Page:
The **interquartile range** (**IQR**) is a measure of the spread of a distribution of a single quantitative variable. The IQR is a rather simple calculation and is merely the difference between (hence “range”) the upper quartile (Q3) and the lower quartile (Q1) (hence “inter” and “quartile”). For a better understanding of quartiles, here is a site with more in-depth information. There are two primary uses of the IQR (a more complete list of uses can be found on Wikipedia):

- as a robust measure of spread
- as a tool to determine possible outliers

Although seen less frequently than other measures of spread (standard deviation is much more common), IQR is useful in describing “messy” data; it, like the median, is uninfluenced by outliers. This is why the IQR is c0nsidered a *robust* measure (a more technical definition of “robust” can be found here). However, where the IQR excels at describing “messy” data, it provides significantly less information than other conventional measures when describing “nice” data.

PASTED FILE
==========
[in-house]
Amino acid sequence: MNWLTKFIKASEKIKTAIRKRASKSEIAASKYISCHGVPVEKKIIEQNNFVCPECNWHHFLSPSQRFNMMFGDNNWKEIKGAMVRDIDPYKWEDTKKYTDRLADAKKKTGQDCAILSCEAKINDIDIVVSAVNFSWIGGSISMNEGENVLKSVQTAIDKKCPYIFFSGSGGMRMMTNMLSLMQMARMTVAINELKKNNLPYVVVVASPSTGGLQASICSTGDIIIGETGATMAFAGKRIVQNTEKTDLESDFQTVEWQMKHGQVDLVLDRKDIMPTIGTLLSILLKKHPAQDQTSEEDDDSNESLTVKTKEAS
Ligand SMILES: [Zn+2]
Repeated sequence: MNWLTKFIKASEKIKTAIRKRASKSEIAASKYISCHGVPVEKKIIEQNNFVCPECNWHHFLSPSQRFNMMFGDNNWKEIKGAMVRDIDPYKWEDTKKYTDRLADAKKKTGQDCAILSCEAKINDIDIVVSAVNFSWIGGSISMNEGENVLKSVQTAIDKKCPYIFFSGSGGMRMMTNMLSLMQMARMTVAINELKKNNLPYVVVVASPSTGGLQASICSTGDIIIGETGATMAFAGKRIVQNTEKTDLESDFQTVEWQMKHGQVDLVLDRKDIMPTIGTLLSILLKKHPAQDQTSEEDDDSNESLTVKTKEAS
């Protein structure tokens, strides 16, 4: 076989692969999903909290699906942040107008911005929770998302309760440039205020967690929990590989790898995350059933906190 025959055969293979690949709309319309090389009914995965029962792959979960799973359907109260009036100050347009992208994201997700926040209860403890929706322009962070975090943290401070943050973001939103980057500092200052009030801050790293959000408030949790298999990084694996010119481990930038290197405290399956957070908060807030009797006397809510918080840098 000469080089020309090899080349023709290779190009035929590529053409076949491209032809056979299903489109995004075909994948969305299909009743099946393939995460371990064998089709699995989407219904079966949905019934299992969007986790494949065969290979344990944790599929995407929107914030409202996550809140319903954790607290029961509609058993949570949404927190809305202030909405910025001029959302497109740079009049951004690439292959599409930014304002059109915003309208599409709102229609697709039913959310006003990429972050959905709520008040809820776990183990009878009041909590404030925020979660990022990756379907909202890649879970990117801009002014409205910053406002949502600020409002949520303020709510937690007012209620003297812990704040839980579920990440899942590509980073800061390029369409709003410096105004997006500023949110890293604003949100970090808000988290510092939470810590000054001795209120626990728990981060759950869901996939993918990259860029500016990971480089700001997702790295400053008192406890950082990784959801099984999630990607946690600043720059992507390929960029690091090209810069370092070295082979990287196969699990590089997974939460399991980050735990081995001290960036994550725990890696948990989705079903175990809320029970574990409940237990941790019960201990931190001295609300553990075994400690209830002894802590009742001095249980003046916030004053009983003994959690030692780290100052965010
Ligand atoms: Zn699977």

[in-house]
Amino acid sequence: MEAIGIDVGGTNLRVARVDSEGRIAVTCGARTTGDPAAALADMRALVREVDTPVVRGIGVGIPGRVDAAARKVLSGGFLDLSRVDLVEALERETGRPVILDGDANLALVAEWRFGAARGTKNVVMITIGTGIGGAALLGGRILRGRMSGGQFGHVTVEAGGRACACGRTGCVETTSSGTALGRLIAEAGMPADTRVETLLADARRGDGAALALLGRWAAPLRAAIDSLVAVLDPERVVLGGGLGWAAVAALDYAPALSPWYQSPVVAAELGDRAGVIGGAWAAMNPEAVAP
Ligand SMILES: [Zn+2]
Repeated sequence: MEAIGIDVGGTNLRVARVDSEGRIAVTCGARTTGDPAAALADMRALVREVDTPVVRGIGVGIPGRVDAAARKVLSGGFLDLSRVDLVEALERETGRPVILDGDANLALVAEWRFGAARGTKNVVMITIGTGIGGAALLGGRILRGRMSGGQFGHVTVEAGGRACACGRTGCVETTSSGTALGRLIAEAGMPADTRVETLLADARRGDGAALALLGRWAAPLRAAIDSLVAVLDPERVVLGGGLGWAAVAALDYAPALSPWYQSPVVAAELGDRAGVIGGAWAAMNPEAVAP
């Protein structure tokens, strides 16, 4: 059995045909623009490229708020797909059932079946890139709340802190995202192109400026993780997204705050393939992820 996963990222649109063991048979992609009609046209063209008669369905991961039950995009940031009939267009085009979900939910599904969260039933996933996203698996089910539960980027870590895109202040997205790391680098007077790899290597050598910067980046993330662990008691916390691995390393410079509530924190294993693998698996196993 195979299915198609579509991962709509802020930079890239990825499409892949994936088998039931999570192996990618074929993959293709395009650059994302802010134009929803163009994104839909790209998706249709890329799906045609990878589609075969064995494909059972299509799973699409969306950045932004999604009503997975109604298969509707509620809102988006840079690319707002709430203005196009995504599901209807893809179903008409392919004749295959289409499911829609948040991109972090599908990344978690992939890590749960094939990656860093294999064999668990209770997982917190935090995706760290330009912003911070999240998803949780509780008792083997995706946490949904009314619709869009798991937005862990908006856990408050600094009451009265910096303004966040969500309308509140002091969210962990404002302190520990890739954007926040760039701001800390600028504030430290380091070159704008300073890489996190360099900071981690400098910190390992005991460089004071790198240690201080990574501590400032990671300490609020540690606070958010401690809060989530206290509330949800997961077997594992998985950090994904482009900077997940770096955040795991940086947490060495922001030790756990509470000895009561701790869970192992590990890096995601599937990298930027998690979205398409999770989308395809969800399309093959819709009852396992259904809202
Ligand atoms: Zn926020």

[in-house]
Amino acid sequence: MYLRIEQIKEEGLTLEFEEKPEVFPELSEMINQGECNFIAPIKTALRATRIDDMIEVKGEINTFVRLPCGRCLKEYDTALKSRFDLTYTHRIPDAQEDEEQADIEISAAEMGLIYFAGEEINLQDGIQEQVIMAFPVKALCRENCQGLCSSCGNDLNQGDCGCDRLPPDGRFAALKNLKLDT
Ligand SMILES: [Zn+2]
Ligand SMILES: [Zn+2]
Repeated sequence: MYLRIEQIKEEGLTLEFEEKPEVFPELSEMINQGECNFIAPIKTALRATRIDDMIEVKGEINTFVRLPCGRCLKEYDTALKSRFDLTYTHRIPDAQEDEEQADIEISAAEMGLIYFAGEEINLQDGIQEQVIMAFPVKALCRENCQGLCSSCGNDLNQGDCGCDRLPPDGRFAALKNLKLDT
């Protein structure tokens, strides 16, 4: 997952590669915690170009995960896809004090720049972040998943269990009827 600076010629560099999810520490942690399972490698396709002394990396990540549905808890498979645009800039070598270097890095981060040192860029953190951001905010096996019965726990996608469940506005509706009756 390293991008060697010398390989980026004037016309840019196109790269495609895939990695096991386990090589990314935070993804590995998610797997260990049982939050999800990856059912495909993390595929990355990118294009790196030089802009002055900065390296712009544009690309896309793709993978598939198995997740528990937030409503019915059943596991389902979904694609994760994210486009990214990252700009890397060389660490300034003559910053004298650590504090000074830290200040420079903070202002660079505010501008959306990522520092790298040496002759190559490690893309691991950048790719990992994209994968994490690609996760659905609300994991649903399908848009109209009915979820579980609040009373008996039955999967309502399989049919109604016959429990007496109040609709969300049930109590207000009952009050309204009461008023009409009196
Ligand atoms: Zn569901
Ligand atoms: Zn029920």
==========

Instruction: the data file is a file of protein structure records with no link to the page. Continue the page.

The second primary use of IQR is a direct consequence of its robustness. The IQR-method of determining outliers involves solving a very simple series of calculations: x is a moderate outlier if, x<Q1-1.5*IQR or x>Q3+1.5*IQR; x is an extreme outlier if, x<Q1-3*IQR or x>Q3+3*IQR. Because quartiles and the IQR are not influenced by outliers, claims about how to define outliers can be made using these measures.

However, caution should be taken when using the IQR-method to determine outliers because it cannot account for skew.

Lastly, a helpful way to remember IQR is through analogy; that is, an IQR is to a median as a standard deviation is to a mean.